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The Invasion of America

posted by Jason Kottke   Jan 09, 2015

From eHistory, a time lapse view from 1776 to the present day of how the US government systematically took land from Native Americans through treaties and executive orders that were rarely honored for long.

There’s a companion piece at Aeon by Claudio Saunt as well as an interactive version of the map featured in the video.

The final assault on indigenous land tenure, lasting roughly from the mid-19th century to 1890, was rapid and murderous. (In the 20th century, the fight moved from the battlefield to the courts, where it continues to this day.) After John Sutter discovered gold in California’s Central Valley in 1848, colonists launched slaving expeditions against native peoples in the region. ‘That a war of extermination will continue to be waged between races, until the Indian race becomes extinct, must be expected,’ the state’s first governor instructed the legislature in 1851.

In the Great Plains, the US Army conducted a war of attrition, with success measured in the quantity of tipis burned, food supplies destroyed, and horse herds slaughtered. The result was a series of massacres: the Bear River Massacre in southern Idaho (1863), the Sand Creek Massacre in eastern Colorado (1864), the Washita Massacre in western Oklahoma (1868), and a host of others. In Florida in the 1850s, US troops waded through the Everglades in pursuit of the last holdouts among the Seminole peoples, who had once controlled much of the Florida peninsula. In short, in the mid-19th century, Americans were still fighting to reduce if not to eliminate the continent’s original residents.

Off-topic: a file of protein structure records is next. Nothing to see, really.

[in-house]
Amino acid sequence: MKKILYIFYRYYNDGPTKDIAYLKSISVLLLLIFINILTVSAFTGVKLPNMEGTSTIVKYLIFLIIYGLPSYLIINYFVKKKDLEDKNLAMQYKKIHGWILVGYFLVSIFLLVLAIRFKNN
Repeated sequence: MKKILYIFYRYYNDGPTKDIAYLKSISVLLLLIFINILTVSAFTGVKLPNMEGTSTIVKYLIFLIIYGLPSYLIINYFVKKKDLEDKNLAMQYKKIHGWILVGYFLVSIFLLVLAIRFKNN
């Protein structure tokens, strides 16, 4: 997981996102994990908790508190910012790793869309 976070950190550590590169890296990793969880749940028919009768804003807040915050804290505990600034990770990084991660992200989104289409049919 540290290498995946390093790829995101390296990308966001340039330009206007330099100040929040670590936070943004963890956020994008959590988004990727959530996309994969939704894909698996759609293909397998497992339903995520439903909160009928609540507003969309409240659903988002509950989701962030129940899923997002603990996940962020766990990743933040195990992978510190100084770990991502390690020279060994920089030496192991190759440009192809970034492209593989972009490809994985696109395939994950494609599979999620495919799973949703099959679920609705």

FYI, it’s always a good rule of thumb to not read comments on YouTube, but in this case you really really shouldn’t read the comments on this video unless you want a bunch of reasons why it was ok for Europeans to drive Native Americans to the brink of total genocide.